Bob Holder
South Carolina

President Bill Clinton's reduction of military forces is well known. Are the numbers quoted by Buzz Patterson in his book Dereliction of Duty correct? If so then wouldn't it be reasonable to assume President Clinton is responsible for our weakened state?
Guy Tansley
Lowell, Ore.

Perhaps [the military is overstretched], but this is the price that the American people must pay to secure freedom here and abroad.
New York

Yes! And the answer is that every young American citizen should serve their country for at least a two-year period between the ages of 18 and 25. You get a tremendous amount of benefit being an American citizen and it is not free. Many pay for everyone elses freedoms and rights while the vast majority sit back, enjoy the benefit of others' sacrifice and complain when things don't go as they would like. No college deferments or the like, go to school before or after you do your share!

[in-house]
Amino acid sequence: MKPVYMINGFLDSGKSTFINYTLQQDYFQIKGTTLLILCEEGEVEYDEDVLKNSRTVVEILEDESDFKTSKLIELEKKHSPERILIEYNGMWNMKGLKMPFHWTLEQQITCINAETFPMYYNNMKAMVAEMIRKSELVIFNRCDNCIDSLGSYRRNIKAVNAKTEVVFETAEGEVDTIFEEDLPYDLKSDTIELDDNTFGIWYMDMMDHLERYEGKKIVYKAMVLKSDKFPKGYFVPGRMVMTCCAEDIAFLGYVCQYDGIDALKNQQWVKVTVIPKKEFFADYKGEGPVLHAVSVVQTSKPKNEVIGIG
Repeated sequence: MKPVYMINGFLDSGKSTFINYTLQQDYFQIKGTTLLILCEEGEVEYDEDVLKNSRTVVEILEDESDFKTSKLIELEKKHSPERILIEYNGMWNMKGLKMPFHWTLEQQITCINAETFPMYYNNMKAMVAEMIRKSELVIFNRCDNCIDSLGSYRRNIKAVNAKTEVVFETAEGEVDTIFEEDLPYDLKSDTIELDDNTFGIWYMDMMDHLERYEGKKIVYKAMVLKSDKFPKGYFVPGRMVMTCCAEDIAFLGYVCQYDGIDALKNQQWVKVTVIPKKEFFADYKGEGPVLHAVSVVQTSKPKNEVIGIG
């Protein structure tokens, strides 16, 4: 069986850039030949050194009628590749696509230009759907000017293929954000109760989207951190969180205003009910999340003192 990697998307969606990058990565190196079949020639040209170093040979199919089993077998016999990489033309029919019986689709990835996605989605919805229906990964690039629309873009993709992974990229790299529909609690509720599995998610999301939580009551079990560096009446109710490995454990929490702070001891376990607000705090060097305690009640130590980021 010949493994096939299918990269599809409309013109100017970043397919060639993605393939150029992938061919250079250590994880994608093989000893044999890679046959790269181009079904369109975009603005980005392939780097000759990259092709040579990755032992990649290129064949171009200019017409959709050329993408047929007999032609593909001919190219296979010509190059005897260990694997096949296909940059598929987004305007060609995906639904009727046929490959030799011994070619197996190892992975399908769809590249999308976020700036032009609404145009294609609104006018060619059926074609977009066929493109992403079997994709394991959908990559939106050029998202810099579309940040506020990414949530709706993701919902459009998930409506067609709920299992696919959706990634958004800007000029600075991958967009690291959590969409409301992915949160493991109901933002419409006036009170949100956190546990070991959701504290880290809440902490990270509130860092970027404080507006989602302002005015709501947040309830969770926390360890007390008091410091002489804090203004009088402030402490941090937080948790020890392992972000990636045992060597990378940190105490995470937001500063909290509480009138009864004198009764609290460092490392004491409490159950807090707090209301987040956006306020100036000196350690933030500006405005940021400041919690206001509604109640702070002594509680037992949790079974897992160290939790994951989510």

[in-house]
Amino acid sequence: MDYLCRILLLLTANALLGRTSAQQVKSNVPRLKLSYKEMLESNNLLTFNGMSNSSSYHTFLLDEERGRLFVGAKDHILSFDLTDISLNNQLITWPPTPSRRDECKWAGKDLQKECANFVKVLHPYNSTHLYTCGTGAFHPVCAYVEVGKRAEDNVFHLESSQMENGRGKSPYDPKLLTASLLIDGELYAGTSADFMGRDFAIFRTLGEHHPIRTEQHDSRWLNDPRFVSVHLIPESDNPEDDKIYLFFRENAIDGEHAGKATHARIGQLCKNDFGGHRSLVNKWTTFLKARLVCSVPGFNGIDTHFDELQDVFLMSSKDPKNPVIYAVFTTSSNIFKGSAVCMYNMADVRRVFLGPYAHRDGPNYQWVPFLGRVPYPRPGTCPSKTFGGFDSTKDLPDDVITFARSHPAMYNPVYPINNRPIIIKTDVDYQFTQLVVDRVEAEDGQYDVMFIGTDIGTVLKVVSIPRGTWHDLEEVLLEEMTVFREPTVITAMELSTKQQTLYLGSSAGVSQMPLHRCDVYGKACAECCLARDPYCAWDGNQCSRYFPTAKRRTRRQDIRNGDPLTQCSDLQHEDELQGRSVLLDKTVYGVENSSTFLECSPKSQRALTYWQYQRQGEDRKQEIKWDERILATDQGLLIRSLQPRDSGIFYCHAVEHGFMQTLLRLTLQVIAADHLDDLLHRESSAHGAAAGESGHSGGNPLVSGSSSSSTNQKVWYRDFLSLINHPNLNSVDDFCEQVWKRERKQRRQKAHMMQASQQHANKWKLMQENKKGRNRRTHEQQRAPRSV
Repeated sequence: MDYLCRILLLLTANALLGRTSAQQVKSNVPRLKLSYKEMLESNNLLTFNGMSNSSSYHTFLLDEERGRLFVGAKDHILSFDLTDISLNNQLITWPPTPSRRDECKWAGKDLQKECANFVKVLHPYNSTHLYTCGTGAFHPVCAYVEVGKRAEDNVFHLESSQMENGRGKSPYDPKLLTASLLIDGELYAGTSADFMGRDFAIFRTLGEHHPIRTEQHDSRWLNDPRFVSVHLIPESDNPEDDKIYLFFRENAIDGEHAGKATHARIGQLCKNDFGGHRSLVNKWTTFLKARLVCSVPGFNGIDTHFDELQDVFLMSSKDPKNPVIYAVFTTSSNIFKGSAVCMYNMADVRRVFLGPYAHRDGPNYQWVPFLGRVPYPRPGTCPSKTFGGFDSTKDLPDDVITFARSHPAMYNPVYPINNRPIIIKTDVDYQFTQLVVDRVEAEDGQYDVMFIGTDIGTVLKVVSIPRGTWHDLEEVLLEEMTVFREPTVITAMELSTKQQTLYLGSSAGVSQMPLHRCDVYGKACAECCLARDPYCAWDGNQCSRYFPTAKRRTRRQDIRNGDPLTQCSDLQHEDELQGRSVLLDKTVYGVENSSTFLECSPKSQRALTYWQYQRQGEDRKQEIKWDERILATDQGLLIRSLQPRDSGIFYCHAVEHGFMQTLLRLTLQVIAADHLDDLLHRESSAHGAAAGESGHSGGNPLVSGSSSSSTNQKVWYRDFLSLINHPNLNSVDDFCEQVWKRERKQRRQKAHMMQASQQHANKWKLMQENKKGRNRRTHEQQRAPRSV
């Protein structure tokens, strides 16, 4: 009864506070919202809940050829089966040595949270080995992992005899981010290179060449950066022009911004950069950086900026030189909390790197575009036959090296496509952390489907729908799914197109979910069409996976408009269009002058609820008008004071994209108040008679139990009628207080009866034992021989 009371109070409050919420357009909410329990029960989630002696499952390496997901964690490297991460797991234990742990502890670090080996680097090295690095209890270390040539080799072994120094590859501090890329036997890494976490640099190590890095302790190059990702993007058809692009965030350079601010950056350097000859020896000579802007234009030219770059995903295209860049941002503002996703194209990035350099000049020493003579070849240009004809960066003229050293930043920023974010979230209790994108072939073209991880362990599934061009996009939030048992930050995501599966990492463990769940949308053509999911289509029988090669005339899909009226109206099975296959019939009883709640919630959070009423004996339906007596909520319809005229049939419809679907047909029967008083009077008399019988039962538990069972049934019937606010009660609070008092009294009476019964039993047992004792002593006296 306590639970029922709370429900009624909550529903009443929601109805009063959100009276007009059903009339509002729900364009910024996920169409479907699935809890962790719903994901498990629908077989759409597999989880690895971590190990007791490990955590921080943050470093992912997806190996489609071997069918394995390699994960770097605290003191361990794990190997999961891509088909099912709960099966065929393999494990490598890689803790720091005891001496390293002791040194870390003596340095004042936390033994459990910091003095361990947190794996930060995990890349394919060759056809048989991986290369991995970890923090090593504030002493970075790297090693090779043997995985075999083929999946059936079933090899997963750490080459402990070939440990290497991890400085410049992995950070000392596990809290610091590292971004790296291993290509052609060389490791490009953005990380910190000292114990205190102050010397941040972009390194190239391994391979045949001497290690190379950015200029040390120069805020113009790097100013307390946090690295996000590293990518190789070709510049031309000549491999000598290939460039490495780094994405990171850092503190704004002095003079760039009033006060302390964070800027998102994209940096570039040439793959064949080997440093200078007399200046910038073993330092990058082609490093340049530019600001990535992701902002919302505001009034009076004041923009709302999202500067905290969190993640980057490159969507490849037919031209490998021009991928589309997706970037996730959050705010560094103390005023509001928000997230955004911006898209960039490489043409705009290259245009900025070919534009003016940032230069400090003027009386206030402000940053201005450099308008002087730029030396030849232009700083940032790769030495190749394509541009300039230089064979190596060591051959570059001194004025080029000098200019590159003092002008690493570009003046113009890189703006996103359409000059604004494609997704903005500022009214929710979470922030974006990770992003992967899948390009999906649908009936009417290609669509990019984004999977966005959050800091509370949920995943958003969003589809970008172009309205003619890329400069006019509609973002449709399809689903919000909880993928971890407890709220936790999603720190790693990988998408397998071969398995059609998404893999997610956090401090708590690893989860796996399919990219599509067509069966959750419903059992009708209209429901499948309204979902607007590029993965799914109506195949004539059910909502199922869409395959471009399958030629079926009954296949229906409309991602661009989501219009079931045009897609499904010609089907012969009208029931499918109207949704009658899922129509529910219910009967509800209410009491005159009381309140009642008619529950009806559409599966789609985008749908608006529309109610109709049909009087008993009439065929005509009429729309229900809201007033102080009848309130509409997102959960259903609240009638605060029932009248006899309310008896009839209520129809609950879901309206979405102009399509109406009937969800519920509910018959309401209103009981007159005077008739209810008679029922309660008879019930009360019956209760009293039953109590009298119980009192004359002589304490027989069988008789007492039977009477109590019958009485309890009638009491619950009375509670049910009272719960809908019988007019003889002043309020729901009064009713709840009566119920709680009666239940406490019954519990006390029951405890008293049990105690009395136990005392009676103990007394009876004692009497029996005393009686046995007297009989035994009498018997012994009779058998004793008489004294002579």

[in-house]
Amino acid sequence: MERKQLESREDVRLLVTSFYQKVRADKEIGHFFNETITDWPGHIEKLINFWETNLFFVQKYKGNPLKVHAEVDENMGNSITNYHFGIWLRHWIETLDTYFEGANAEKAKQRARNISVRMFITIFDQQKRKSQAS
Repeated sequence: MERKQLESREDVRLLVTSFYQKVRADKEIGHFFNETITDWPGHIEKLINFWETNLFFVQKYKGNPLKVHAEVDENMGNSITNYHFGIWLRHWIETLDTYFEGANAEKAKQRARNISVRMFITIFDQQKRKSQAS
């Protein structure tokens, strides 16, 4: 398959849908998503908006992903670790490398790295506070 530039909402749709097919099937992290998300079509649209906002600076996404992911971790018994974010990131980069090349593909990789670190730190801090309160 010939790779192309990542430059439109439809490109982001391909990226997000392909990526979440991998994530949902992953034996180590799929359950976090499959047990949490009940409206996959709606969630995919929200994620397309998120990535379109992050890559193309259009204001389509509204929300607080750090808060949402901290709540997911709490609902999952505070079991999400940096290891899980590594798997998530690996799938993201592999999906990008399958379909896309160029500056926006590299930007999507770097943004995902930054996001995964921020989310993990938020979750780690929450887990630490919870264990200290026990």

Carl Bogdon
New Jersey

Of course they are. One only needs to read Sun Tzu's "The Art of War" written over 2,000 years ago. It constantly counsels against fighting protracted wars, which is what Iraq has become, and the U.S. troops can't and shouldn't be expected to sustain it.
Steve Turbit
Sydney, Australia

I believe we have sufficient military, however they need better ways to analyze the information as it is gathered. We need to support our troops and government more and criticize less.
Bobby Lott
Brandon, Miss.